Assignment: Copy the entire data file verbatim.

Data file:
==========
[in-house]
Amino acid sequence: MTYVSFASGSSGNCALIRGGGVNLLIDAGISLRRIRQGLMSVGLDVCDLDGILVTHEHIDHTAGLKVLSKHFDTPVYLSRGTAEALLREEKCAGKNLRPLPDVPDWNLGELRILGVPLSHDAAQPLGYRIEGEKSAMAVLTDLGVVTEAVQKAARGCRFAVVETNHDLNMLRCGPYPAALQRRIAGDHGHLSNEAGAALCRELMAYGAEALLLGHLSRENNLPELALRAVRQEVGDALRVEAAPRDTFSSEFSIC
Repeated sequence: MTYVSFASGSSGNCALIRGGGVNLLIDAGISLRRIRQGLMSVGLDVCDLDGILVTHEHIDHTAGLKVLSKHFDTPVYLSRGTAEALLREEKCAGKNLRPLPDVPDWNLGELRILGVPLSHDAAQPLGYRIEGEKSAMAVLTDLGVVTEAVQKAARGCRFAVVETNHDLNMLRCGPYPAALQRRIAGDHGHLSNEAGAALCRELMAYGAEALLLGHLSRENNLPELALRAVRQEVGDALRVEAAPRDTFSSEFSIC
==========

[in-house]
Amino acid sequence: MTYVSFASGSSGNCALIRGGGVNLLIDAGISLRRIRQGLMSVGLDVCDLDGILVTHEHIDHTAGLKVLSKHFDTPVYLSRGTAEALLREEKCAGKNLRPLPDVPDWNLGELRILGVPLSHDAAQPLGYRIEGEKSAMAVLTDLGVVTEAVQKAARGCRFAVVETNHDLNMLRCGPYPAALQRRIAGDHGHLSNEAGAALCRELMAYGAEALLLGHLSRENNLPELALRAVRQEVGDALRVEAAPRDTFSSEFSIC
Repeated sequence: MTYVSFASGSSGNCALIRGGGVNLLIDAGISLRRIRQGLMSVGLDVCDLDGILVTHEHIDHTAGLKVLSKHFDTPVYLSRGTAEALLREEKCAGKNLRPLPDVPDWNLGELRILGVPLSHDAAQPLGYRIEGEKSAMAVLTDLGVVTEAVQKAARGCRFAVVETNHDLNMLRCGPYPAALQRRIAGDHGHLSNEAGAALCRELMAYGAEALLLGHLSRENNLPELALRAVRQEVGDALRVEAAPRDTFSSEFSIC